This collection of fantasy from 2021 features some of the most engaging writing you’ll find today. With multiple awards to their names, writers like Fran Wilde, Catherynne M. Valente, Yukimi Ogawa, P. Djèlí Clark, Elizabeth Bear, Karen Russell, and several others weave stories about such things as magical Martians, riddling dragons, pregnant unicorns, and (my favorite) literal pop-up magical fashion boutiques.
Still, while I was excited to receive my copy of The Year’s Best Fantasy: Volume 1—not least because I recognized some of its names as among the great writers working today, and also because the cover image is surreally beautiful—I was disappointed in the lack of any translated stories. The fact that magazines like Future Science Fiction Digest, Samovar, and Clarkesworld regularly publish speculative fiction in translation would suggest that at least one translated work would make it into an anthology like this.
Nonetheless, it’s an intriguing mix that Guran has put together here, especially since she allows the stories to mingle, without section barriers like “folktales” or “mythology” to separate them. The result is a steady stream of dreamy, gritty, realistic, and magical worlds that influence one another until, for instance, Russell’s story about the pregnant unicorn bonding with a single, forty-year-old, soon-to-be-mother resonates with Kathleen Jennings’s simple fairy tale about a girl fulfilling her mother’s dying wish.
While some stories are clearly fabulistic (for example, E. Lily Yu’s “Small Monsters” or P. H. Lee’s “Frost’s Boy”) or influenced by myth (Valente’s “L’esprit de L’escalier,” based on the story of Orpheus and Eurydice), many are deliciously difficult to classify. Wilde’s “Unseelie Brothers, Ltd.,” for example, reads like a story set in the late 1800s, with women and men desperate to pounce on a particular atelier to secure the most fantastic (in all senses of the word) ball gowns of the season. Then Wilde drops in a line about people checking maps on their phones in the hunt for the magically-appearing atelier, and the time-period becomes wonderfully irrelevant. Wilde’s steady build-up of clues about the nature of the atelier and the whereabouts of the protagonist’s mother (who used to work in the shop) makes this story the perfect one to welcome readers into the collection.
Similarly difficult to classify is Clark’s “If the Martians Have Magic,” a story so unexpected that I spent time while reading it just wondering why I haven’t read more stories like this before. Usually “Martian” equals “science fiction” and “magic” equals “fantasy,” but Clark seamlessly weaves the two genres together with a story about humans and Martians achieving an uneasy truce after the Third Martian Invasion. A young Haitian woman named Minette has found a way to psychically merge with a trio of Martians and help them access their own ancient magical ways. The tension on Earth between those who welcome a new kind of alliance with peaceful, magic-wielding Martians and those who insist on continuing the war until the Martians are defeated adds a dimension of urgency to this remarkable story.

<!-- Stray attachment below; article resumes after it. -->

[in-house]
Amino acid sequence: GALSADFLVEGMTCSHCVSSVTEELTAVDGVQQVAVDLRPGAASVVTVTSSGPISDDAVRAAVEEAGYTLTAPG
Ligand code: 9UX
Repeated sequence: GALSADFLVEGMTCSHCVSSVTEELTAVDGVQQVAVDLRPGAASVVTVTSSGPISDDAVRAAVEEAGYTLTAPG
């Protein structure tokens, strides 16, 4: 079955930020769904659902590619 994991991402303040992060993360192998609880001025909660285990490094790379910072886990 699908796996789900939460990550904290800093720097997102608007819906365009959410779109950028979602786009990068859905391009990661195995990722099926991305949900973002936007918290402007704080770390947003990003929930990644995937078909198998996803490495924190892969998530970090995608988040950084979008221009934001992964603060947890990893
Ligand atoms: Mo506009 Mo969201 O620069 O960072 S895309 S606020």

If a reader is looking for more fabulistic writing, Guran offers several satisfying examples. Among them is Yu’s “Small Monsters,” which patiently traces the adventures of, well, a small monster as it escapes the abuse and violence of its parent, alongside its meetings with various other creatures that try to use or eat it and its final symbiotic relationship with a “clawed creature” who teaches it resilience and confidence while also offering the protection of layers of scavenged materials. Lee’s “Frost’s Boy,” meanwhile, is a fairy tale about a handsome young man who freezes his enraptured victims … that is, until one resourceful and intelligent mother cooks up (literally) a scheme to thaw the man until he is safe enough for her daughter to marry. Marika Bailey’s “The White Road; or, How a Crow Carried Death Over a River” is the powerful tale of a crow named Broadfeather who, to earn a name for himself among his people, scrupulously moves the bones of those kidnapped into slavery from the bottom of the sea to space, where they take their place among the stars.
For those interested in a more classical kind of fantasy, Bear’s “Red Mother,” set in an ancient Viking village, pits a seer searching for his brother against a dragon who loves riddles (and who, it turns out, made her nest in the nearby volcano). In James Enge’s “Drunkard’s Walk,” a wandering drunk (who might also have magical powers) must face off against a strange spell that has altered the laws of physics in one particular town. For lovers of modern fantasy, meanwhile, Guran includes several candidates: the above-mentioned story “The Cloud Lake Unicorn”; Ogawa’s surrealistic “Her Garden, the Size of Her Palm”; Andrew Dykstal’s story about a witch who watches over workers in a strange kind of mine (“Quintessence”); and the ebullient “A Minnow, or Perhaps a Colossal Squid” by Carlos Hernandez and C. S. E. Cooney, in which an eccentric genius and sirena-researcher asks that, when she is changed into a fish for payment of her debts (as is the way on her planet), she be turned into a giant squid who will be eaten by the very sirenas she has been studying.
As someone who tends more toward science fiction than fantasy in her reading, I am thankful that this collection found its way into my hands. These stories are richly diverse in plot and style, and this range made Guran’s anthology the kind of book that I will recommend to genre and non-genre readers alike.